A few months after his deportation, Dalmacy returned to Brazil. Unlike Essengue, he speaks Portuguese, and with approximately 85,000 Haitians migrating to Brazil between 2010 and 2017, he also had a community. Still, he had family in the United States, and as the economic boom that brought Haitians to Brazil in the early 2010s came to an end, anti-Haitian sentiment rose. Dalmacy said he also felt unsafe due to street violence and imagined he could find a safer life in the United States.
Dalmacy and Essengue don’t know precisely what first drew them to each other. She is 17 years younger than him. Though he’s fluent in Creole, Spanish, and Portuguese, his French is limited and he speaks little English. Essengue is fluent in English, Cameroonian Pidgin, and French—the language they use to communicate, though in a form only the two of them fully grasp.
The pair met at the Brazil-Peru border after law enforcement stopped the vehicle they were in. Following that encounter, Dalmacy, Essengue, and a few others travelled by bus from Peru to Ecuador. By the time they arrived in Colombia, Essengue had run out of cash, but Dalmacy came to her aid. To continue their trek, they each paid $40 for passage across a river and waited three days by its bank for the waves to calm before crossing.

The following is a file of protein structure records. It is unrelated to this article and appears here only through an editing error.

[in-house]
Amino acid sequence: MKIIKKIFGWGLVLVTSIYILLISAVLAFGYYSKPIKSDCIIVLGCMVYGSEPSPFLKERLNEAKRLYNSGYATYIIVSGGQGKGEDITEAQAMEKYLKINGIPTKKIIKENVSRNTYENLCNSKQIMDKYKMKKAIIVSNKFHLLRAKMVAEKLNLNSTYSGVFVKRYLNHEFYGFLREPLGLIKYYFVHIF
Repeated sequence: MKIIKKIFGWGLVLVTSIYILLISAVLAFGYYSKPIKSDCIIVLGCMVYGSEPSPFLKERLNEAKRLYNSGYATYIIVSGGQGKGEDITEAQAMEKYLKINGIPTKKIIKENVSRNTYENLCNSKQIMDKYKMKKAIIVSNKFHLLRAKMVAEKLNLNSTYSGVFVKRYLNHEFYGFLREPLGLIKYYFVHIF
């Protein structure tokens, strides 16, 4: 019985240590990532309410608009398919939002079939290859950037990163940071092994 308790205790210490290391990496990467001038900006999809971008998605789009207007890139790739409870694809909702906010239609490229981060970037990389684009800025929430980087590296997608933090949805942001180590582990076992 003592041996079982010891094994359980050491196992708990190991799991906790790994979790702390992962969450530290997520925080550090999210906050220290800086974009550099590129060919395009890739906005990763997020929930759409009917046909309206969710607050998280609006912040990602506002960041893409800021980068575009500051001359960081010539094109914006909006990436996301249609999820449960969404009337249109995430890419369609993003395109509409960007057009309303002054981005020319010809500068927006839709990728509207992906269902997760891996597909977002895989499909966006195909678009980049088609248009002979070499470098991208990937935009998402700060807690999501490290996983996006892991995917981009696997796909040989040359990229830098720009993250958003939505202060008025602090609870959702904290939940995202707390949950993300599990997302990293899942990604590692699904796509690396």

Despite this prudent decision, they did not avoid danger. When they were on the water, the boat nearly capsized. “‘I’m going to die. They will not see my body anymore,’” Essengue said she thought to herself. “The water at that place, I don’t know if it’s black or blue.”
Essengue said the turmoil lasted 10 minutes, during which time everybody prayed. Had the waves been larger that day, she added, they would have sunk. When they made it across, they were still in Colombia, with a jungle and mountains ahead. Essengue did not know it at the time, but she was about to travel through the Darién Gap between Colombia and Panama – one of the world’s most treacherous journeys, with crocodiles in the rivers and bandits on the ground.
- Adopted from The Nation, USA